Eunice Williams

Eunice Williams and her family were captured by Indians during the Deerfield Raid of 1704.  Unlike the rest of her family, Eunice remained with the Indians and never returned to New England to live.

Eunice, who was only 7 years old when she was abducted, was adopted by a Mohawk family at Kahnawake in Canada and became fully assimilated into the tribe.  Eunice converted from Congregationalism to Roman Catholicism and took the name Marguerite at her baptism.  She married François-Xavier Arosen, a Mohawk man, had a family with him, and chose to stay with the Mohawk for the rest of her life.

She refused all attempts at redemption by the Williams family.  Nevertheless, the family never ceased in their efforts to reclaim her from the Mohawk.  Rev. Stephen Williams frequently mentioned his concern for his “poor sister” in his diary.  Eventually, she reestablished communication with her family and returned to New England to visit them during the summers of 1740, 1741 and 1761.  She and her family visited Longmeadow each of these years.  By this time, Eunice spoke only Mohawk and French and she needed to use an interpreter to communicate with her family.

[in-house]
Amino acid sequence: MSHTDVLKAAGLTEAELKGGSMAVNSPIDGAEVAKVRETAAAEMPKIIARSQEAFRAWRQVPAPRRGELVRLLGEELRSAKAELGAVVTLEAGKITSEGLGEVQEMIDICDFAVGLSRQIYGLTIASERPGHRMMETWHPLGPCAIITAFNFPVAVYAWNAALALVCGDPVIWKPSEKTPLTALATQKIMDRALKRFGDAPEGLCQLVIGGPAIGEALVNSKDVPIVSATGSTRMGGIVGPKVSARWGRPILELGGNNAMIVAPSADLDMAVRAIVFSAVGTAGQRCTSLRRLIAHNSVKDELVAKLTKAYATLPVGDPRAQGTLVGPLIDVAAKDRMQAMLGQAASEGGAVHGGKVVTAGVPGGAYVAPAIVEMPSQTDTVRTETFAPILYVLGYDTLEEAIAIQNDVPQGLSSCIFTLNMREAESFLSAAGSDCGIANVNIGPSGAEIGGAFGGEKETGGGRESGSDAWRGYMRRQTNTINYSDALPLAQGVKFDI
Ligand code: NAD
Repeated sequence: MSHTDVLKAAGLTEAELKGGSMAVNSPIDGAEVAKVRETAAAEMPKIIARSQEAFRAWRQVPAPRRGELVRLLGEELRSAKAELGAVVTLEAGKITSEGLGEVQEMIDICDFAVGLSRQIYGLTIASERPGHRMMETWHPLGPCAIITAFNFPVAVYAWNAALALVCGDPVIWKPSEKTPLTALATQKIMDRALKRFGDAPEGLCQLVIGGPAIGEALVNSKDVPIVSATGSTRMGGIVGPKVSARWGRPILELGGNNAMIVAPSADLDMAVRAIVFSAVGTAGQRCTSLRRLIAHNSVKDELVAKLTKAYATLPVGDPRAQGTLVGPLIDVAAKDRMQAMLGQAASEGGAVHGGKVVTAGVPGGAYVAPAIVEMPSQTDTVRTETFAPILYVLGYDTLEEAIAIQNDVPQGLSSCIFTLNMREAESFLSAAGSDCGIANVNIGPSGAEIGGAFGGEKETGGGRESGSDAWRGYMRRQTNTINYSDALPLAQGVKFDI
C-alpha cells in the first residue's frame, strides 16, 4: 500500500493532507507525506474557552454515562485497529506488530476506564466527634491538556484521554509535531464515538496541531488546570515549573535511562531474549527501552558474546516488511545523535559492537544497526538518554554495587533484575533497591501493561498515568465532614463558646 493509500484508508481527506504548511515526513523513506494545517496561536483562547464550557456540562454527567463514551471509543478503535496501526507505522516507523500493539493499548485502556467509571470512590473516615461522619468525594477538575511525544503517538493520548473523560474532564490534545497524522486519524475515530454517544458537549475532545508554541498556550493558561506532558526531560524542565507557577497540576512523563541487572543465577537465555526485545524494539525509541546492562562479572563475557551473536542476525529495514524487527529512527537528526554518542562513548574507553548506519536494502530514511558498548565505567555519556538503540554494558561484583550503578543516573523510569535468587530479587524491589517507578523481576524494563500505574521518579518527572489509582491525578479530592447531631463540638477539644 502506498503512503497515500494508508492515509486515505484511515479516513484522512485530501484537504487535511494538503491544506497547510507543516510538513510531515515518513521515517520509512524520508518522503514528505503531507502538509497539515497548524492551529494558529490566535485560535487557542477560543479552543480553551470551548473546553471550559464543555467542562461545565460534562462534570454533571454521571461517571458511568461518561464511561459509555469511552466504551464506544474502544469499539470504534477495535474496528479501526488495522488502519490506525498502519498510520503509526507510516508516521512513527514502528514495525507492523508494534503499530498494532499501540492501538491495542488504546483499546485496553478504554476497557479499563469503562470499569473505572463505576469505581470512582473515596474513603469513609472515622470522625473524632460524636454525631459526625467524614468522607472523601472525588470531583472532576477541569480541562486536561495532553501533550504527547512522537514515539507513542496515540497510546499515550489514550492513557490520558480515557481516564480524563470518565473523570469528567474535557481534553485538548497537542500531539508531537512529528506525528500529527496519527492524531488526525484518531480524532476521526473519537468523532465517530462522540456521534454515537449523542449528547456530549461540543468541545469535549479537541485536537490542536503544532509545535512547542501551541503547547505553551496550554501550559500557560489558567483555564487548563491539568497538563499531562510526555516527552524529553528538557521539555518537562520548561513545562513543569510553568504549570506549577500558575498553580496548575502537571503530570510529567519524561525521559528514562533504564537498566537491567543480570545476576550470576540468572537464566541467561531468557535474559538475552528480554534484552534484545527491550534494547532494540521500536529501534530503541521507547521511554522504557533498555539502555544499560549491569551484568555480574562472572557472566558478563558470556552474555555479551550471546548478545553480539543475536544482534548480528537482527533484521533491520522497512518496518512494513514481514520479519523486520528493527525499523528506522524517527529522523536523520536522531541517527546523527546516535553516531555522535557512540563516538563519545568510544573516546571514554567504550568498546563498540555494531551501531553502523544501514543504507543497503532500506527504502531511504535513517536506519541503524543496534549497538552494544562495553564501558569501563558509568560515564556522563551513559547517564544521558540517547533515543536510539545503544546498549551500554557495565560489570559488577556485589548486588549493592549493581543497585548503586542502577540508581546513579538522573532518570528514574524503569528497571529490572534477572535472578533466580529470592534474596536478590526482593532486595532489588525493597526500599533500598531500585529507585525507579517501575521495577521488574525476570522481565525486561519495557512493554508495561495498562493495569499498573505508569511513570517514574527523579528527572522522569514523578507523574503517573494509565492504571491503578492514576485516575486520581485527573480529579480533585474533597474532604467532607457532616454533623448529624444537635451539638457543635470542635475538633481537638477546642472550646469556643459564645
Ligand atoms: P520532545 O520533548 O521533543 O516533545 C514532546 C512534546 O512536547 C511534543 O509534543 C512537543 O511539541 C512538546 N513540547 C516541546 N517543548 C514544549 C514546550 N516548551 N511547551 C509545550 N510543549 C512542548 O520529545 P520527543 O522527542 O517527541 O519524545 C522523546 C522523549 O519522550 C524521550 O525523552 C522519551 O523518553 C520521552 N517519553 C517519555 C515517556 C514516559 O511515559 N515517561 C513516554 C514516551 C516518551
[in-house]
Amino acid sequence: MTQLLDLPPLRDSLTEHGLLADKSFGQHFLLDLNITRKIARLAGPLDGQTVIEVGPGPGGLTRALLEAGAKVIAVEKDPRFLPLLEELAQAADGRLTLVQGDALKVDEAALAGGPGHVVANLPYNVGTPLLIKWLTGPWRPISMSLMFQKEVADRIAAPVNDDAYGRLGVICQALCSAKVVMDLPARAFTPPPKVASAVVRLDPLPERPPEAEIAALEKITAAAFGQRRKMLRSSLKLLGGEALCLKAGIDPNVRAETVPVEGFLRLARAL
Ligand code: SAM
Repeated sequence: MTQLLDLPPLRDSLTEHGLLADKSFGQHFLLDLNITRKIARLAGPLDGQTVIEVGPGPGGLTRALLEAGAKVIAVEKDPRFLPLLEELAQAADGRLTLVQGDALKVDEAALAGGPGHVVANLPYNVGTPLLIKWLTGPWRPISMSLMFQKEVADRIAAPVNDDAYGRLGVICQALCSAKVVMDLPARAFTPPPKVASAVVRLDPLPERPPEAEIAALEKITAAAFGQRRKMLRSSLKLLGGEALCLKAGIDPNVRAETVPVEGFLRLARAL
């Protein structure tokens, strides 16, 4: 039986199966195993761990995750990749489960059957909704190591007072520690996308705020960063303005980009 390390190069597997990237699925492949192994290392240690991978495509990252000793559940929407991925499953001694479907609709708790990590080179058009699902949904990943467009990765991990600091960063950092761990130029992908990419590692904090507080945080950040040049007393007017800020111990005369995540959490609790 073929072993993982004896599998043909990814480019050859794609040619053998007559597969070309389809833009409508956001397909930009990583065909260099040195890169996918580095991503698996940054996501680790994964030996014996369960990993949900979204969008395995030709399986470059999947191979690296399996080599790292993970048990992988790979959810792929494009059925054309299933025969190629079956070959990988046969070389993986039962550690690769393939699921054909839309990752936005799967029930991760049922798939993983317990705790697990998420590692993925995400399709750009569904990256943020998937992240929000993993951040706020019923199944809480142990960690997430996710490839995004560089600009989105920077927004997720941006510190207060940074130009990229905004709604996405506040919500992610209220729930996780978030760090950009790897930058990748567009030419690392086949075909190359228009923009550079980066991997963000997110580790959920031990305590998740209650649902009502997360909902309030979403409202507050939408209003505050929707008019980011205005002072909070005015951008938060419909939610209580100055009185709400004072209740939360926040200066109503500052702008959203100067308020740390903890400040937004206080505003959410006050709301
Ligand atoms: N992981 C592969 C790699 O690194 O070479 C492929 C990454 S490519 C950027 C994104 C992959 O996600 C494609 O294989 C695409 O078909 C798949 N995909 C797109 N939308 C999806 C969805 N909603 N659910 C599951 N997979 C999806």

Eunice survived all of her siblings and died in 1785. 

Eunice Williams’s story was told in The Captivation of Eunice Williams, an opera  created by Paula M. Kimper and Harley Erdman.

by Elizabeth Hoff

Longmeadow Historical Society

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